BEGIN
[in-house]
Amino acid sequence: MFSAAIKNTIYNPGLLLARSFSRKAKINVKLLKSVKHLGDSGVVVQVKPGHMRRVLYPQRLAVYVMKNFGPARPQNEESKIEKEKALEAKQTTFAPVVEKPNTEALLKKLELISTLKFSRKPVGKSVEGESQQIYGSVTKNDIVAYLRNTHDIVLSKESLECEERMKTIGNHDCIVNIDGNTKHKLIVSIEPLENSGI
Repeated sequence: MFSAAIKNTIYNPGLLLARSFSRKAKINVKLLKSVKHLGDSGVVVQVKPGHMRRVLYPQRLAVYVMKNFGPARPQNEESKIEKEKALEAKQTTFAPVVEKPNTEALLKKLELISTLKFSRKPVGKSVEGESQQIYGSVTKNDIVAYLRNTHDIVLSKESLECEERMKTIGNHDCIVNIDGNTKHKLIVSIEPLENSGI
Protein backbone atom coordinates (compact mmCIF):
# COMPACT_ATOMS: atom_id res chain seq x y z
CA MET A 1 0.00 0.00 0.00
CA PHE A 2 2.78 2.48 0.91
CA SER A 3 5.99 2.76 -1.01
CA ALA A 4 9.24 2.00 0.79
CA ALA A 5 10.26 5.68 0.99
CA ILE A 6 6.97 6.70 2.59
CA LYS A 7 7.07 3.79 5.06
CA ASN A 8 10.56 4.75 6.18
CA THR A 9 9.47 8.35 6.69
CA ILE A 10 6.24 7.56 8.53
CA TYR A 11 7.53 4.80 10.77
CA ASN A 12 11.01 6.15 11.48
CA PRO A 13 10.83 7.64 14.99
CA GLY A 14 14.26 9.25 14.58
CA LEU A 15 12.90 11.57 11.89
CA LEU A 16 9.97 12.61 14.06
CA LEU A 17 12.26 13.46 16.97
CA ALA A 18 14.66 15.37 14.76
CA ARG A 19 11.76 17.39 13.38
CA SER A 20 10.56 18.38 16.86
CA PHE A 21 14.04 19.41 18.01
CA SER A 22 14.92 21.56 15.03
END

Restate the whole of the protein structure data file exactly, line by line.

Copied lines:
[in-house]
Amino acid sequence: MFSAAIKNTIYNPGLLLARSFSRKAKINVKLLKSVKHLGDSGVVVQVKPGHMRRVLYPQRLAVYVMKNFGPARPQNEESKIEKEKALEAKQTTFAPVVEKPNTEALLKKLELISTLKFSRKPVGKSVEGESQQIYGSVTKNDIVAYLRNTHDIVLSKESLECEERMKTIGNHDCIVNIDGNTKHKLIVSIEPLENSGI
Repeated sequence: MFSAAIKNTIYNPGLLLARSFSRKAKINVKLLKSVKHLGDSGVVVQVKPGHMRRVLYPQRLAVYVMKNFGPARPQNEESKIEKEKALEAKQTTFAPVVEKPNTEALLKKLELISTLKFSRKPVGKSVEGESQQIYGSVTKNDIVAYLRNTHDIVLSKESLECEERMKTIGNHDCIVNIDGNTKHKLIVSIEPLENSGI
Protein backbone atom coordinates (compact mmCIF):
# COMPACT_ATOMS: atom_id res chain seq x y z
CA MET A 1 0.00 0.00 0.00
CA PHE A 2 2.78 2.48 0.91
CA SER A 3 5.99 2.76 -1.01
CA ALA A 4 9.24 2.00 0.79
CA ALA A 5 10.26 5.68 0.99
CA ILE A 6 6.97 6.70 2.59
CA LYS A 7 7.07 3.79 5.06
CA ASN A 8 10.56 4.75 6.18
CA THR A 9 9.47 8.35 6.69
CA ILE A 10 6.24 7.56 8.53
CA TYR A 11 7.53 4.80 10.77
CA ASN A 12 11.01 6.15 11.48
CA PRO A 13 10.83 7.64 14.99
CA GLY A 14 14.26 9.25 14.58
CA LEU A 15 12.90 11.57 11.89
CA LEU A 16 9.97 12.61 14.06
CA LEU A 17 12.26 13.46 16.97
CA ALA A 18 14.66 15.37 14.76
CA ARG A 19 11.76 17.39 13.38
CA SER A 20 10.56 18.38 16.86
CA PHE A 21 14.04 19.41 18.01
CA SER A 22 14.92 21.56 15.03